• Finally, follow the English Test score row across and
the Writing subscore column down until the two meet.
Circle the Combined English/Writing score where the
row and column meet. (For example, for an English
Test score of 19 and a Writing subscore of 6, the
Combined English/Writing score is 18.)
4. Using the number you circled in the table below, write
your Combined English/Writing score here: ______.
(The highest possible Combined English/Writing score is
36 and the lowest possible score is 1.)
Complete these steps to calculate your Combined English/
Writing score for your practice tests.
1. Locate your scale score for the English Test on page 61
and enter it here: ______.
2. Enter your Writing Test score (1–6) here ______ and
double it to get your Writing subscore (2–12): _____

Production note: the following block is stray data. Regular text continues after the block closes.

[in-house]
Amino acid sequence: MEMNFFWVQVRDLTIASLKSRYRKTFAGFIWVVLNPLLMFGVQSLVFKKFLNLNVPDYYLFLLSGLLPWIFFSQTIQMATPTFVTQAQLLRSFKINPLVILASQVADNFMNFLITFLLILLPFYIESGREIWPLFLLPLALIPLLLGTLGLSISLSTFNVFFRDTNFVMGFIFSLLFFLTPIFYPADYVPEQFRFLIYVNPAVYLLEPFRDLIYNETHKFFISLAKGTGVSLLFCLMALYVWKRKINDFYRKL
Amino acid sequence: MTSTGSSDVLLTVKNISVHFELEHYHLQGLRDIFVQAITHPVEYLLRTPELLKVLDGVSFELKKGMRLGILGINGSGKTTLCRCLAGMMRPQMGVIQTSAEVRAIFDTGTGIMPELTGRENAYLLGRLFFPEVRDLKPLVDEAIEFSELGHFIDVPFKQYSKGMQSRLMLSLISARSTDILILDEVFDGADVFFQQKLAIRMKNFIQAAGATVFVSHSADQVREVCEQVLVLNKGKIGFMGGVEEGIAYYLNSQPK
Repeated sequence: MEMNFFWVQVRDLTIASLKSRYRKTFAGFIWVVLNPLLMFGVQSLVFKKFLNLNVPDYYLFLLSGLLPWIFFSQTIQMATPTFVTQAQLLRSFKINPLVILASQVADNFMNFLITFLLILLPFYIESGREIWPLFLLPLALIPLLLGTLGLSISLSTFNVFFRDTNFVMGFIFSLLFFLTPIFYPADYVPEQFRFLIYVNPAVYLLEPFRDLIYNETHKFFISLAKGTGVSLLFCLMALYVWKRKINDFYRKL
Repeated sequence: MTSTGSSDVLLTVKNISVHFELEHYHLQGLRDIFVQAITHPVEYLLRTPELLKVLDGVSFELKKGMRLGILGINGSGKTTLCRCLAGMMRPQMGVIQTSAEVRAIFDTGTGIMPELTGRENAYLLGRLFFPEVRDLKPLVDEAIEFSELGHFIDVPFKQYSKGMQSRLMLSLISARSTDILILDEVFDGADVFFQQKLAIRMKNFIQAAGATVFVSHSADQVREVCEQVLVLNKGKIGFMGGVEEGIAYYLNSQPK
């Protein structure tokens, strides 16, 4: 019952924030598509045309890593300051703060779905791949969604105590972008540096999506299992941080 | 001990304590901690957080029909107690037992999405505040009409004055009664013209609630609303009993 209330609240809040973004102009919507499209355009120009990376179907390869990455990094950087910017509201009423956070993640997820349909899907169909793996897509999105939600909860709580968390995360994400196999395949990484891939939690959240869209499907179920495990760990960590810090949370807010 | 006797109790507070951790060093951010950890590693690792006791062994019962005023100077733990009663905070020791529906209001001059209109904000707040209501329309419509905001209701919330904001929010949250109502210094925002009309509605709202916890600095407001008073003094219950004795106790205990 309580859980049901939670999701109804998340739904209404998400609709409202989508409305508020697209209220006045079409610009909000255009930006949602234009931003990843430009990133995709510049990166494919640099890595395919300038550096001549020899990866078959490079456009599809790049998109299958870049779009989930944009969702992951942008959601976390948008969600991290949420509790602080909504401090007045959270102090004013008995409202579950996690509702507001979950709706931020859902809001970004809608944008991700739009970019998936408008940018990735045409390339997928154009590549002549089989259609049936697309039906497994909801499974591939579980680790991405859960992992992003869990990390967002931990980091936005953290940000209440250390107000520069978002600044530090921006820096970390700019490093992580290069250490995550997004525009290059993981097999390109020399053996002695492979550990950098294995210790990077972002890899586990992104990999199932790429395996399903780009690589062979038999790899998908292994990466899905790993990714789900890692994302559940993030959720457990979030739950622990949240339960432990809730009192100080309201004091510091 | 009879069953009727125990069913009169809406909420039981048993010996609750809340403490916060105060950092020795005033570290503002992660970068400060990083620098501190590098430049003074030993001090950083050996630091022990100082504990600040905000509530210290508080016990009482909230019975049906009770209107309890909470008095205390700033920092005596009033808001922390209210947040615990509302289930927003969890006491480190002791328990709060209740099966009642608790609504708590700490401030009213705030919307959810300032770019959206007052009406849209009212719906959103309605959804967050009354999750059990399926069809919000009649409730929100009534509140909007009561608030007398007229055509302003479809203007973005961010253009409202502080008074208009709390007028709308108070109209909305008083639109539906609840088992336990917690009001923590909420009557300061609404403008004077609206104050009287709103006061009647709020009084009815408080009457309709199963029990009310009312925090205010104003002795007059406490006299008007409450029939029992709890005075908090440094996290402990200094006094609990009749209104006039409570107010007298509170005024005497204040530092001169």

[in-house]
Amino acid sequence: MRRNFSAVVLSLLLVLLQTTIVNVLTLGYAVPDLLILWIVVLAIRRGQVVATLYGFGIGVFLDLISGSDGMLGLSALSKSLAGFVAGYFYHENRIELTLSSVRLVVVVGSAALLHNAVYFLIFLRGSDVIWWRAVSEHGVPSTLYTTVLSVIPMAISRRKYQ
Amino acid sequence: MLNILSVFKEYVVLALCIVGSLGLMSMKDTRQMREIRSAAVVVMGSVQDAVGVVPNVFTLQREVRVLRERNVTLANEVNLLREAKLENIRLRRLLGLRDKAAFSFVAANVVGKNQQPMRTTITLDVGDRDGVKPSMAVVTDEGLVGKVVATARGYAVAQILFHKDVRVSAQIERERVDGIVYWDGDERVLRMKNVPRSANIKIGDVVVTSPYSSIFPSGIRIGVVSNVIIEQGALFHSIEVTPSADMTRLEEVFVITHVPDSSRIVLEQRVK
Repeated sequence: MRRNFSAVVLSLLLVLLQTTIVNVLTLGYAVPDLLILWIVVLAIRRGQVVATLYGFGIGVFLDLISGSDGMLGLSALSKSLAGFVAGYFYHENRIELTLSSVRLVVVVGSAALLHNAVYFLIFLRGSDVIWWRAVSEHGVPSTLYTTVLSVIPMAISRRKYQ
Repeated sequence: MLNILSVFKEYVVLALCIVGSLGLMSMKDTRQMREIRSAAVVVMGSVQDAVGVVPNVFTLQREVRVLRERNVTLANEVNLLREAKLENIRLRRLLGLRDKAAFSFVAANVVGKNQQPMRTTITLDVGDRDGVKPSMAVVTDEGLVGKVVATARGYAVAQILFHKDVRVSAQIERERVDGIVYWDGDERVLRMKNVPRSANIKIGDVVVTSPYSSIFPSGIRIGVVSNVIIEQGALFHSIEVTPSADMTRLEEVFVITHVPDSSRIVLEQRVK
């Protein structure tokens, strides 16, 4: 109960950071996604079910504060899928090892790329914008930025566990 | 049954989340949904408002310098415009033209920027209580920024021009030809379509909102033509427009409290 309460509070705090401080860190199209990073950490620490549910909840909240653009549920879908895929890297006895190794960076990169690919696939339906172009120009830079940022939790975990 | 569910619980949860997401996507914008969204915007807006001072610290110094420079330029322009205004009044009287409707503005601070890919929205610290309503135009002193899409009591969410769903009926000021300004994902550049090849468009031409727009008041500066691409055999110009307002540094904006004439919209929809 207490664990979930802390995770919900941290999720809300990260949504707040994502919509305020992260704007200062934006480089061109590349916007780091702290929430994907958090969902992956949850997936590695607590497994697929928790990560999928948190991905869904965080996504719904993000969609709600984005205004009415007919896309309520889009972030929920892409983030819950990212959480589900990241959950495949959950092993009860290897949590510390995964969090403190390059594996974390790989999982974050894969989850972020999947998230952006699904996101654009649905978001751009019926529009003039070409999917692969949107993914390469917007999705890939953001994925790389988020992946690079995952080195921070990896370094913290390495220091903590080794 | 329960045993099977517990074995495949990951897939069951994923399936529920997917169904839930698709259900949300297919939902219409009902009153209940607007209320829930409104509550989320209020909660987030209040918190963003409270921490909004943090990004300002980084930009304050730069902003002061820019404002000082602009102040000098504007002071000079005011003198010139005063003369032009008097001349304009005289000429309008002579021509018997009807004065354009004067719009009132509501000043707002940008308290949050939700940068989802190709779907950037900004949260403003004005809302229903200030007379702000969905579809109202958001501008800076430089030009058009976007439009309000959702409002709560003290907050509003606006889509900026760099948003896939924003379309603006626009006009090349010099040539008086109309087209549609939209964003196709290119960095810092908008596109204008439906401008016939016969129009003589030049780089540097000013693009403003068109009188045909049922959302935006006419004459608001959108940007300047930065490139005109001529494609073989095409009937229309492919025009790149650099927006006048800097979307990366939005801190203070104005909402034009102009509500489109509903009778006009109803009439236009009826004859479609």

(If two people read and scored your Writing Test, add
those two scores to get your Writing subscore.)
3. Use the table below to find your Combined
English/Writing score.
• First, circle your ACT English Test score in the left
column.
• Second, circle your ACT Writing subscore at the top
of the table.
ACT English Test score
_________________
Writing subscore
_________________
Combined English/Writing Score
(from table below)
_______________
Combined English/Writing Scale Scores
English
Test
Score
Writing Subscore
2
3
4
5
6
7
8
9
10
11
12
1
2
3
4
5
6
7
8
9
10
11
12
13
14
15
16
17
18
19
20
21
22
23
24
25
26
27
28
29
30
31
32
33
34
35
36
1
2
2
3
4
5
5
6
7
8
8
9
10
10
11
12
13
13
14
15
16
16
17
18
18
19
20
21
21
22
23
24
24
25
26
26
2
3
3
4
5
6
6
7
8
9
9
10
11
11
12
13
14
14
15
16
17
17
18